Experimenting with lasagnia gardening

In our garden we have experimented with different kind of mulching and lasagna beds and now, after some time, we have a better idea on how this permaculture technique works.

In theory: from mulching and composting to lasagna

Lasagna gardening is a no-dig, no-till organic gardening method of building the garden by adding layers of organic materials before planting that will “cook down” over time, resulting in rich soil. Inspired by natural forest processes of soil building, permaculture simplest version of lasagna gardening is sheet mulching technique. The simplest model for sheet mulching consists of the following steps:
1. The soil is covered with a thin layer of slowly decomposing material (known as the weed barrier), typically cardboard. It suppresses the weeds by blocking sunlight, increases the mechanical stability of the growing medium, and adds nutrients to the soil as weeds quickly decay beneath the barrier.
2. A layer (around 10 cm thick) of weed-free compost or soil rich in nutrients is added, in an attempt to mimic the humus of the forest.
3. A layer (at most 15 cm thick) of weed-free mulch, woody and leafy matter is added in an attempt to mimic the forest floor surface or O Horizon. A mulch is a layer of material applied to the surface of an area of soil with main purpose to conserve moisture, to improve fertility and to reduce weed growth.

Lasagna gardening, based in the same principle, offer a short and long term source of nutriments to the plants by embedding in place cold composting process. In lasagna gardening, layers of organic materials are inserted to sheet mulching steps between the cardboard and compost layers (between step 1 & 2). These layers alternate nitrogen rich (i.e. low C:N ratio) and carbon rich (i.e. high C:N ratio). The top layer of mulch keeps the bed humid warm and beautiful!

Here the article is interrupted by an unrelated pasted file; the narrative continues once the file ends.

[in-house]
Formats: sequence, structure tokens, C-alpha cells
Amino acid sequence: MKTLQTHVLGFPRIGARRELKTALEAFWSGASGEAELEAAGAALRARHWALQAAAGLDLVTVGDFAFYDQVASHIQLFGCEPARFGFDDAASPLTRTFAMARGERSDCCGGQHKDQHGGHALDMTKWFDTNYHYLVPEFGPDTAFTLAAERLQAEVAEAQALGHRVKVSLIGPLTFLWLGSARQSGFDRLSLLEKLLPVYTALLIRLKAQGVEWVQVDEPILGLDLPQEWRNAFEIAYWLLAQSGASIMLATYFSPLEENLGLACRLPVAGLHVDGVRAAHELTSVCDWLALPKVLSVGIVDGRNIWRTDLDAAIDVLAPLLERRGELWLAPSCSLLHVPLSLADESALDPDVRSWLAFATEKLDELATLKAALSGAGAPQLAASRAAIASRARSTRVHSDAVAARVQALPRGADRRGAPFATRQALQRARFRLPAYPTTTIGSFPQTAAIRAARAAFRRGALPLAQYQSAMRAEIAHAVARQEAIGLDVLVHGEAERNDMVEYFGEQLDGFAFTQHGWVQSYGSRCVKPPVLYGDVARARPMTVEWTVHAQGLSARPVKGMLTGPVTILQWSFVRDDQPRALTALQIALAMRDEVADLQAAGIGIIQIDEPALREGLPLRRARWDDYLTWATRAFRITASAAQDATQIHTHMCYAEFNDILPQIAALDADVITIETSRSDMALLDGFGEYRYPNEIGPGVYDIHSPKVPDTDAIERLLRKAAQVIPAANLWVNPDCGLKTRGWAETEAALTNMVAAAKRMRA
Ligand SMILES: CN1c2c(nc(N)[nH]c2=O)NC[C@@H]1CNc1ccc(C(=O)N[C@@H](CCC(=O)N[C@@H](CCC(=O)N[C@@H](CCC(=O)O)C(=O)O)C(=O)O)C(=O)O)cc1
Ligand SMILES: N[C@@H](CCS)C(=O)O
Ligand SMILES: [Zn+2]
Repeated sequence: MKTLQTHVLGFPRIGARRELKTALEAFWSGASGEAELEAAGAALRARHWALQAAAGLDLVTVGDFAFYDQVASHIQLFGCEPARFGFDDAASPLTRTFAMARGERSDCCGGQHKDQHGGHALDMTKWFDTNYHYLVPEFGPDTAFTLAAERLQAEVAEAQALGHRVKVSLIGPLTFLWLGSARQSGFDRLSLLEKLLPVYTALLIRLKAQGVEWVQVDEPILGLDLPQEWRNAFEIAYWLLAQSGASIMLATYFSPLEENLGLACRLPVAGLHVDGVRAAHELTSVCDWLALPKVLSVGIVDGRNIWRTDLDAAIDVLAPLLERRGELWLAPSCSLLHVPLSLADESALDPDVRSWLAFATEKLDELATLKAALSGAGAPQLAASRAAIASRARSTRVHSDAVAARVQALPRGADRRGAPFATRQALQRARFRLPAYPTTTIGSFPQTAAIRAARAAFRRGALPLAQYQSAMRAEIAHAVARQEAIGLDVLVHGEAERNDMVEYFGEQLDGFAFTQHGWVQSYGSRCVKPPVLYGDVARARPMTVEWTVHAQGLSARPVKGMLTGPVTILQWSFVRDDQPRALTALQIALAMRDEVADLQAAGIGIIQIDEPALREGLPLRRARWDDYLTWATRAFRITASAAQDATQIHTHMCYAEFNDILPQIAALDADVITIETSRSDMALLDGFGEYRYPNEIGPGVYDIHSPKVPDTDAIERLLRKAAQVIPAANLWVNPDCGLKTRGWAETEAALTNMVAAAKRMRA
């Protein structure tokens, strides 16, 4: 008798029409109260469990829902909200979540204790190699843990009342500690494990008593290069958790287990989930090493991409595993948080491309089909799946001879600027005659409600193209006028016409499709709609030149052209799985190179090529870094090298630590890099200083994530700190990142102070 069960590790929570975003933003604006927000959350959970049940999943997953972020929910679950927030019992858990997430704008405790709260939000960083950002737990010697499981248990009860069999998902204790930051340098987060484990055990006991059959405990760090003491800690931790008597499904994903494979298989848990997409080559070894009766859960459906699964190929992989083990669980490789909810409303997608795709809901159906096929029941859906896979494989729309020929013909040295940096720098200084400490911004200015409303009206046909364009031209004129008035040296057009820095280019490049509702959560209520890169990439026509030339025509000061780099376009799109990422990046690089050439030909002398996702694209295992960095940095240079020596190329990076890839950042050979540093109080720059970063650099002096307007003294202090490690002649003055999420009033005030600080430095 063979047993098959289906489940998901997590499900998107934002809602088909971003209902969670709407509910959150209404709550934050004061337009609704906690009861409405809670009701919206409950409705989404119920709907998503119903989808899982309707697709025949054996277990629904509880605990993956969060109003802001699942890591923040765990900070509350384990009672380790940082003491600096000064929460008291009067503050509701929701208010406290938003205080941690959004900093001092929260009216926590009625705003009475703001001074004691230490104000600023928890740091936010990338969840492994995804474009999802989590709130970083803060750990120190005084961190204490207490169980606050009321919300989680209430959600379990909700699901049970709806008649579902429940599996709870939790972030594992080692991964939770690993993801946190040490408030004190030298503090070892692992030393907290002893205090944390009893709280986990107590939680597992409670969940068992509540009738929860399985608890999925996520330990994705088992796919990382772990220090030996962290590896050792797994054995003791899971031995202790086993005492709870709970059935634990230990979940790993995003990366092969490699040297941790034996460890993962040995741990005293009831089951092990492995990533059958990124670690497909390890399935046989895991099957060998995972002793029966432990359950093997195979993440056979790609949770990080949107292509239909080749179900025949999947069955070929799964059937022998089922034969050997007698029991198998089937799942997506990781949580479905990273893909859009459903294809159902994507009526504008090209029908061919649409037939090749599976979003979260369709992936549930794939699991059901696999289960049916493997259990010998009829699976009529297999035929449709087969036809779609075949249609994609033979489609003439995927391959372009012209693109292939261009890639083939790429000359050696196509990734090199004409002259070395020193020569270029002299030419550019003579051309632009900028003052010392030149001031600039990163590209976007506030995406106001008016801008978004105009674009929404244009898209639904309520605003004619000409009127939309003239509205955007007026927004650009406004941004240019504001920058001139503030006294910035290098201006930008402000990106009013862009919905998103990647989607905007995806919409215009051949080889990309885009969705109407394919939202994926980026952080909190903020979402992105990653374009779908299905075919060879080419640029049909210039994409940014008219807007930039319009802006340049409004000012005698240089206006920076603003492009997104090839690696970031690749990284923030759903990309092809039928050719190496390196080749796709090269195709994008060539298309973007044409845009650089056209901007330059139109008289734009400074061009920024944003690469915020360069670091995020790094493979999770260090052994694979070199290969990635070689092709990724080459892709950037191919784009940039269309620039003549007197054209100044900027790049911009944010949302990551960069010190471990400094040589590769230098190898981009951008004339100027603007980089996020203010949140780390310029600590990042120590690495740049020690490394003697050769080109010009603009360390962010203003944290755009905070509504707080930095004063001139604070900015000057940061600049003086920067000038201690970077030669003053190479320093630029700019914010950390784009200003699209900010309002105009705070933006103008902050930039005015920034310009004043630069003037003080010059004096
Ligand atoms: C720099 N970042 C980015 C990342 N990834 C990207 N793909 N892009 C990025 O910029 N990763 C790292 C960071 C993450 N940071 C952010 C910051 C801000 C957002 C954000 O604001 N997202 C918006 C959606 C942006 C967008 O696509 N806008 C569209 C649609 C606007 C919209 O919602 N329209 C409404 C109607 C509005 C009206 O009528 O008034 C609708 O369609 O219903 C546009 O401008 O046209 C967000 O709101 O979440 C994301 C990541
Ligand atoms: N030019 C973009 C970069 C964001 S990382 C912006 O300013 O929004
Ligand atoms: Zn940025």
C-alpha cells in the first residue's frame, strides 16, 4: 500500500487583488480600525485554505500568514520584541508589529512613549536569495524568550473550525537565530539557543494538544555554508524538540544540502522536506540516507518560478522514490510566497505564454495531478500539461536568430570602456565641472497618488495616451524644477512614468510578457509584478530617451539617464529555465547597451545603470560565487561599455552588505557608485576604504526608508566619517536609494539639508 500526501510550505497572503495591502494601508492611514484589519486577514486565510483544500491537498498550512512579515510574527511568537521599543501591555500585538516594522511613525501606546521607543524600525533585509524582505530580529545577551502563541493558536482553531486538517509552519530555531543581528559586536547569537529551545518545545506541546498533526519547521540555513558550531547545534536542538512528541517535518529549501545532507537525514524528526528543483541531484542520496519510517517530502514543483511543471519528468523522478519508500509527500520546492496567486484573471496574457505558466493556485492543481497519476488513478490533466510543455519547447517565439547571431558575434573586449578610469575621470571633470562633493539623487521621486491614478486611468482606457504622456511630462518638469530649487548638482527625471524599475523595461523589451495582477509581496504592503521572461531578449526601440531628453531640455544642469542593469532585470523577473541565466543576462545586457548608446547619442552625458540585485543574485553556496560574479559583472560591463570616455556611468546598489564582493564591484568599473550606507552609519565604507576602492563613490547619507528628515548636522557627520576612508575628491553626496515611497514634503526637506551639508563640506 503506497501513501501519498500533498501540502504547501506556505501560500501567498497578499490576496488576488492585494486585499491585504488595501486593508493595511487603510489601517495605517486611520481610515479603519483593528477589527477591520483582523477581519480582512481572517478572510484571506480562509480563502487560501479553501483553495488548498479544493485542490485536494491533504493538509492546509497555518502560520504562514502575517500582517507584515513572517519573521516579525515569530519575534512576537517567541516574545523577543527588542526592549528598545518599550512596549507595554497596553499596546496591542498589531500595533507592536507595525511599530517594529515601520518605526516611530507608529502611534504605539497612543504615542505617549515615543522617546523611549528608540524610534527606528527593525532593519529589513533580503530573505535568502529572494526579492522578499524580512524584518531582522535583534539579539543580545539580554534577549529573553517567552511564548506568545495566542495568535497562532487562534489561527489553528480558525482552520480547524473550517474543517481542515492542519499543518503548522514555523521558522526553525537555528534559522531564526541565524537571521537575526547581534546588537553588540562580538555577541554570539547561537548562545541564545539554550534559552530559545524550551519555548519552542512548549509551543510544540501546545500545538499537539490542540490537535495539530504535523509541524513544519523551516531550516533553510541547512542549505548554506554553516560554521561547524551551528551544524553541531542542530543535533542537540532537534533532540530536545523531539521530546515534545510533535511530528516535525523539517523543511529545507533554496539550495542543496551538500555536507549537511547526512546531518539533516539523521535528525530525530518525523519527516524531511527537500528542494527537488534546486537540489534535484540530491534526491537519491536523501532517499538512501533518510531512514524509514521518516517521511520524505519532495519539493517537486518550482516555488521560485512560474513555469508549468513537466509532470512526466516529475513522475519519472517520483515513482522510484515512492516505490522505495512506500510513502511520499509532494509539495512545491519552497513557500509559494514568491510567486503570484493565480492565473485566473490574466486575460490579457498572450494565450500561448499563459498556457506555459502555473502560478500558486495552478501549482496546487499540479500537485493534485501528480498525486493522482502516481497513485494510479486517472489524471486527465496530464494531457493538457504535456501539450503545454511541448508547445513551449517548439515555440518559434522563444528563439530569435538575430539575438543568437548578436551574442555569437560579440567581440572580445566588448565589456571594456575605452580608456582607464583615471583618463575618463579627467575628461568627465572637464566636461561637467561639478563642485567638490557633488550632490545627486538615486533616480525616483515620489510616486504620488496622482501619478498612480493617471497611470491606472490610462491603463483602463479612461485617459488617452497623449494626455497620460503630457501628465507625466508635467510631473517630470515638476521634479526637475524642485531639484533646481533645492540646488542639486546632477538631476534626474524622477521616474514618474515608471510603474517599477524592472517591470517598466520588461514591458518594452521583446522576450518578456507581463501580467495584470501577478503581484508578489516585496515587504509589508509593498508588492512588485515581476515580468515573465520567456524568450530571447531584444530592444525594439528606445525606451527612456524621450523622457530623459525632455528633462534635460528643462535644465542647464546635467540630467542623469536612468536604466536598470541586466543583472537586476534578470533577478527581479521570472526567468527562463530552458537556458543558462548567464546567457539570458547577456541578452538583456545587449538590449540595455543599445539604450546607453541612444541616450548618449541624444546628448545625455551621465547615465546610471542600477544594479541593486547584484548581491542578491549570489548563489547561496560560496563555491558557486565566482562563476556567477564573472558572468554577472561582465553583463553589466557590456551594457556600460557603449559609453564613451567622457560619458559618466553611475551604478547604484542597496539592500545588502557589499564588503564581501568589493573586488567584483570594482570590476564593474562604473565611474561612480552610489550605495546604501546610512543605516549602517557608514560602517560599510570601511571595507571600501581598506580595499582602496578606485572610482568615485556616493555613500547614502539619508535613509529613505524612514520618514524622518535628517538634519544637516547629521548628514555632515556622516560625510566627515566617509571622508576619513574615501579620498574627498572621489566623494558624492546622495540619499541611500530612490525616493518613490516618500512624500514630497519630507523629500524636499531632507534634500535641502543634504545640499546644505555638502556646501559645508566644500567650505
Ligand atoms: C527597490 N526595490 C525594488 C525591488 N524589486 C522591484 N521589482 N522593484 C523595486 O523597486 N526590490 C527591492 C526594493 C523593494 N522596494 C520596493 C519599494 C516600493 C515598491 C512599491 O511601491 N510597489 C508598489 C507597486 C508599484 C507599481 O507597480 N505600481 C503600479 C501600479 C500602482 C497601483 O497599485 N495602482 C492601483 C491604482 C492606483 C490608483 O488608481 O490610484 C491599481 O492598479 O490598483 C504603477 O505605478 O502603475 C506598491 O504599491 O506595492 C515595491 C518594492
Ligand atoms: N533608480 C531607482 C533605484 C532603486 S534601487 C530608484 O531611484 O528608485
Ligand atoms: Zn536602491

Lasagna layers: the initial cardboard, the alternating carbon and nitrogen rich (with a third layer of peat moss in this example), and the final compost and mulch layers.

In practice

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In november, we built two raised beds with lasagna method to improve the soil fertility and increase the its depth.

  • To make the first bed, we placed over a new raised bed clipped oxalis and pine needles as nitrogen and carbon rich four layers, we covered with compost and homemade (but not weed free) compost, and then we mulched with wood chips of decomposing barks from forest. We planted in this bed just after construction with beans, chard and beet seedlings, and later peas and tomato.
  • To build the second bed, we made several layers in these steps: weed clippings, pine needles, vegetable scraps, acacia dry leaves, vegetable scraps, cardboard, compost, cardboard and straw. We planted also this bed just after construction with chickpeas, broccoli, celery, spinach and cabbages seedlings.
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After earthworks, but before lasagna.